What Will Your Retirement Income Look Like if You Only Have Social Security?

Many seniors today look to Social Security as an important source of retirement income. But for some seniors, it's their only source.

If you're wondering whether it's feasible to live on Social Security alone, you'll need to get an estimate of your monthly benefit and see what that number looks like. You can access that information on your annual earnings statement, which is available by creating an account at SSA.gov.

But it might also help you to know that the average Social Security recipient today collects a monthly benefit of about $1,559. Granted, that number will rise in 2022 once next year's cost-of-living adjustment takes effect. But right now, the typical senior on Social Security gets about $18,700 a year in benefits. And chances are, that's not nearly enough money to cover your bills.

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Why falling back on Social Security alone isn't wise

Some people are quick to assume that their living expenses will drop dramatically once they retire. In reality, yours might only drop slightly or even stay the same. That's why seniors are generally advised that during retirement, they'll need about 70% to 80% of their former income to stay afloat.

Social Security, meanwhile, will replace about 40% of your pre-retirement earnings if you make an average salary. So if you bank on it as your only income source during your senior years, you'll clearly have a gap to grapple with.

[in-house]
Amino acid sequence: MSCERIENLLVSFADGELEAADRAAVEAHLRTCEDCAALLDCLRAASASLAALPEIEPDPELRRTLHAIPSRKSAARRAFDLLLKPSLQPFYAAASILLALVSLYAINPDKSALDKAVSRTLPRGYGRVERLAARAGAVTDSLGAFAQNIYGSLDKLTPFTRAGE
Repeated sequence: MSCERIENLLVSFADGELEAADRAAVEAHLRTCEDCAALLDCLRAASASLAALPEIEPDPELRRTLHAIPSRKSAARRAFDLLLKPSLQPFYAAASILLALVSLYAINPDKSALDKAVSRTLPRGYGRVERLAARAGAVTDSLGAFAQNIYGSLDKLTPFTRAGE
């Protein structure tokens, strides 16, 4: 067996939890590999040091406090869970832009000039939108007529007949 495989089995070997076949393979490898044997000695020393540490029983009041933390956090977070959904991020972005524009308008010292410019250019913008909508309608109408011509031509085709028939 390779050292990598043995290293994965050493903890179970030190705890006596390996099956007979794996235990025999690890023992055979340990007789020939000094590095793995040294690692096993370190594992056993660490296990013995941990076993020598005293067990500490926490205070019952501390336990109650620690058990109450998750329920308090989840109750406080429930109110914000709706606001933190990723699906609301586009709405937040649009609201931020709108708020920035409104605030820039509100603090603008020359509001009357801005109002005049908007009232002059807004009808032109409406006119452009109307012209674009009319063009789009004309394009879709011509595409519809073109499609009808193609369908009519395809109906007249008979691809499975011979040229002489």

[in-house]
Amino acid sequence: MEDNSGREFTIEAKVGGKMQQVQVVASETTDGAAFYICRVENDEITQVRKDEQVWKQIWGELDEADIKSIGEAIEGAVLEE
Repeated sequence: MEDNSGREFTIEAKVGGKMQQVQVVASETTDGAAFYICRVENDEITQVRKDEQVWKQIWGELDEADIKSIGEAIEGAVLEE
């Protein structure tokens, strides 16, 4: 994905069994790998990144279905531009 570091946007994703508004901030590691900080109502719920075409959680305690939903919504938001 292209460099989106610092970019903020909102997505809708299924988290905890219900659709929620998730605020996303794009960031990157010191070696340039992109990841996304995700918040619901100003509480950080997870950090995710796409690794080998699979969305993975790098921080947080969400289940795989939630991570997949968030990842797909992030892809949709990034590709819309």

That's why it's so important to save for retirement on your own or secure another income source outside of those monthly benefits. Some people don't have a lot of wiggle room in their paychecks to aggressively fund an IRA or 401(k). If you're one of them, you're not necessarily doomed during retirement — as long as you plan on having income that isn't limited to your monthly Social Security check.

What might that income look like? It could come in the form of working 15 hours a week for a local business or a monthly rent you collect by renting out the downstairs of your home.

To be clear, saving for retirement is an important step you should make every effort to take. But if you're unable to save a lot, you still have options.

That said, if you give yourself a lengthy savings window, you may be surprised at how much wealth you'll be able to grow in a retirement plan. If you sock away $200 a month over 35 years and invest your savings heavily in stocks, you might enjoy an average annual 8% return. That's a bit below the stock market's average, and it would leave you with a total nest egg worth close to $414,000.

Look outside of those benefits

The money you receive from Social Security may end up making a huge difference for your retirement. But if you don't secure another income stream, you may be forced to live on very little. Funding an IRA or 401(k) could be your ticket to financial security as a senior, but if you're not looking at much in the way of savings, have another backup plan so you don't wind up cash-strapped.

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